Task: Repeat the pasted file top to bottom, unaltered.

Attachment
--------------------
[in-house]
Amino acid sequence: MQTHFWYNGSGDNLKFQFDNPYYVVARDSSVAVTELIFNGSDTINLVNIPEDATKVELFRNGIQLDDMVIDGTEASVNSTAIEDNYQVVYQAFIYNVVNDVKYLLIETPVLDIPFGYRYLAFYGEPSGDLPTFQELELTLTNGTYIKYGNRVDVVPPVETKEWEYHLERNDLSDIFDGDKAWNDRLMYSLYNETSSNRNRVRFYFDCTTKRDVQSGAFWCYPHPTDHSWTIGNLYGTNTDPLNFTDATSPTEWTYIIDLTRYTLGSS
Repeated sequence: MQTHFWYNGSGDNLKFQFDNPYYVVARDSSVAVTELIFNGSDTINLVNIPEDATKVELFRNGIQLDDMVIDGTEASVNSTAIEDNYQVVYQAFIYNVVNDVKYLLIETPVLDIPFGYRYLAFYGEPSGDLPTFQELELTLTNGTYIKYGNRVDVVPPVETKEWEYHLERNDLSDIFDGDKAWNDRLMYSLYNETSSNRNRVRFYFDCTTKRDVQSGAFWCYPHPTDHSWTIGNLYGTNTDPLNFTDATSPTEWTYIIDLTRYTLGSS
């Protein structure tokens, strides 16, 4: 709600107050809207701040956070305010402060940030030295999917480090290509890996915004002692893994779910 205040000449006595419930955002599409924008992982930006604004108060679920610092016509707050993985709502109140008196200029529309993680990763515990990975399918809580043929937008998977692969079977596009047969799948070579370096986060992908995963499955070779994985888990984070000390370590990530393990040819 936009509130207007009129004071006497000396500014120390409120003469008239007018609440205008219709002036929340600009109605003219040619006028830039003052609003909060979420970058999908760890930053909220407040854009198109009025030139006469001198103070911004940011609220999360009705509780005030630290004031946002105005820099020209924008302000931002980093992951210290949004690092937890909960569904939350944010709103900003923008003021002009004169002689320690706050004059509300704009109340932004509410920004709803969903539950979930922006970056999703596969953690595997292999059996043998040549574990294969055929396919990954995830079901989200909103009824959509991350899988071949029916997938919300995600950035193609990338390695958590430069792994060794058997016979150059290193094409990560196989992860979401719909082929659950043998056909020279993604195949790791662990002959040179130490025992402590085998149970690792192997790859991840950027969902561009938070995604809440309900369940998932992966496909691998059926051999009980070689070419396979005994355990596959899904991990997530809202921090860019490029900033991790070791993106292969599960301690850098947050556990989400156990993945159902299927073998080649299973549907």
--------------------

[in-house]
Amino acid sequence: MQTHFWYNGSGDNLKFQFDNPYYVVARDSSVAVTELIFNGSDTINLVNIPEDATKVELFRNGIQLDDMVIDGTEASVNSTAIEDNYQVVYQAFIYNVVNDVKYLLIETPVLDIPFGYRYLAFYGEPSGDLPTFQELELTLTNGTYIKYGNRVDVVPPVETKEWEYHLERNDLSDIFDGDKAWNDRLMYSLYNETSSNRNRVRFYFDCTTKRDVQSGAFWCYPHPTDHSWTIGNLYGTNTDPLNFTDATSPTEWTYIIDLTRYTLGSS
Repeated sequence: MQTHFWYNGSGDNLKFQFDNPYYVVARDSSVAVTELIFNGSDTINLVNIPEDATKVELFRNGIQLDDMVIDGTEASVNSTAIEDNYQVVYQAFIYNVVNDVKYLLIETPVLDIPFGYRYLAFYGEPSGDLPTFQELELTLTNGTYIKYGNRVDVVPPVETKEWEYHLERNDLSDIFDGDKAWNDRLMYSLYNETSSNRNRVRFYFDCTTKRDVQSGAFWCYPHPTDHSWTIGNLYGTNTDPLNFTDATSPTEWTYIIDLTRYTLGSS
């Protein structure tokens, strides 16, 4: 709600107050809207701040956070305010402060940030030295999917480090290509890996915004002692893994779910 205040000449006595419930955002599409924008992982930006604004108060679920610092016509707050993985709502109140008196200029529309993680990763515990990975399918809580043929937008998977692969079977596009047969799948070579370096986060992908995963499955070779994985888990984070000390370590990530393990040819 936009509130207007009129004071006497000396500014120390409120003469008239007018609440205008219709002036929340600009109605003219040619006028830039003052609003909060979420970058999908760890930053909220407040854009198109009025030139006469001198103070911004940011609220999360009705509780005030630290004031946002105005820099020209924008302000931002980093992951210290949004690092937890909960569904939350944010709103900003923008003021002009004169002689320690706050004059509300704009109340932004509410920004709803969903539950979930922006970056999703596969953690595997292999059996043998040549574990294969055929396919990954995830079901989200909103009824959509991350899988071949029916997938919300995600950035193609990338390695958590430069792994060794058997016979150059290193094409990560196989992860979401719909082929659950043998056909020279993604195949790791662990002959040179130490025992402590085998149970690792192997790859991840950027969902561009938070995604809440309900369940998932992966496909691998059926051999009980070689070419396979005994355990596959899904991990997530809202921090860019490029900033991790070791993106292969599960301690850098947050556990989400156990993945159902299927073998080649299973549907």